Data from: Putting the waste out: a proposed mechanism for transmission of the mycoparasite Escovopsis between leafcutter ant colonies
Augustin, Juliana O. et al. (2017), Data from: Putting the waste out: a proposed mechanism for transmission of the mycoparasite Escovopsis between leafcutter ant colonies, Dryad, Dataset, https://doi.org/10.5061/dryad.896r3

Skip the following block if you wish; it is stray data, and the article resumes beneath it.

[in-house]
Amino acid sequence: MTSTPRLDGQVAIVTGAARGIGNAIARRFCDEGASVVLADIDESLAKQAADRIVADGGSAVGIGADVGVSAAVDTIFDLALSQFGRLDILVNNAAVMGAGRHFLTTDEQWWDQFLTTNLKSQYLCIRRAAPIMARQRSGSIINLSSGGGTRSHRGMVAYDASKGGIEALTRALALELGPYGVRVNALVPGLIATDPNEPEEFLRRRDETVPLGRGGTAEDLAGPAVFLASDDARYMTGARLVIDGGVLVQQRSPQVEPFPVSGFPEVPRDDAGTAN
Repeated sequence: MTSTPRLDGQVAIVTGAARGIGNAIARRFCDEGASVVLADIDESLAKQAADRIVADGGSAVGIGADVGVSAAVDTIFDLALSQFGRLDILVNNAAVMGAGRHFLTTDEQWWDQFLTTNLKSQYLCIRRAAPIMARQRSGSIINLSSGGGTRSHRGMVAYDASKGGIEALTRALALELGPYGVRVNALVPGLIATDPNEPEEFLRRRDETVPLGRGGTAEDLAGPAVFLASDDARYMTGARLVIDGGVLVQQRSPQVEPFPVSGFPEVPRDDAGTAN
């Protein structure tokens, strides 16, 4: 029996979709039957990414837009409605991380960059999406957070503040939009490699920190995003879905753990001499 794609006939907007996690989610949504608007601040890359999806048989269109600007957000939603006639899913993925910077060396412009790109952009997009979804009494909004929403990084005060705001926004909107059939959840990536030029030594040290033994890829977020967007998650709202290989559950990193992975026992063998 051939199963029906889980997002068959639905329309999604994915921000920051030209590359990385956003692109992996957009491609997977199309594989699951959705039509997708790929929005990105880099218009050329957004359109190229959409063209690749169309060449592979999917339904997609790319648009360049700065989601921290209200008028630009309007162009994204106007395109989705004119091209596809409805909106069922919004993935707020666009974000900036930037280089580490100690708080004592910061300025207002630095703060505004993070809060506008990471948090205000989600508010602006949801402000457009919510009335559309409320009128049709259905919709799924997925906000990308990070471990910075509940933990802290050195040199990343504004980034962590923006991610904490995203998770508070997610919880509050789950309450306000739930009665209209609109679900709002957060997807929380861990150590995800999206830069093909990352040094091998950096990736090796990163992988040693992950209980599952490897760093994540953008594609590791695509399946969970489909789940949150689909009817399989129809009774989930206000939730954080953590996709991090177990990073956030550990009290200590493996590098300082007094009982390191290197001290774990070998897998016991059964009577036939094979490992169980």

The attine ant system is a remarkable example of symbiosis. An antagonistic partner within this system is the fungal parasite Escovopsis, a genus specific to the fungal gardens of the Attini. Escovopsis parasitizes the Leucoagaricus symbiont that leaf-cutting ants (Acromyrmex, Atta) have been farming over the past 8-12 million years. However, it has been a puzzle how Escovopsis reaches its host. During a seasonal survey of nests of Acromyrmex subterraneus subterraneus in Atlantic rainforest in Brazil, Escovopsis was detected in all the sampled fungal garden waste tips or middens (n = 111). Middens were built strategically; always below the nest entrances. Here, we report the first evidence of a putative mechanism for horizontal transmission of Escovopsis between attine colonies. It is posited that leaf-cutting ants pick up the spores from soil and litter during foraging and vector the mycoparasite between attine colonies. Field and laboratory experiments, using Atta laevigata and Acromyrmex subterraneus subterraneus, confirm that Escovopsis spores are phoretic, and have an in-built dormancy, broken by the presence of their Leucoagaricus host. However, in the coevolutionary arms race, Atta ants may lose out – despite most species in the genus investing in a more advanced waste disposal system – due to the insanitary habits of their Acromyrmex neighbours.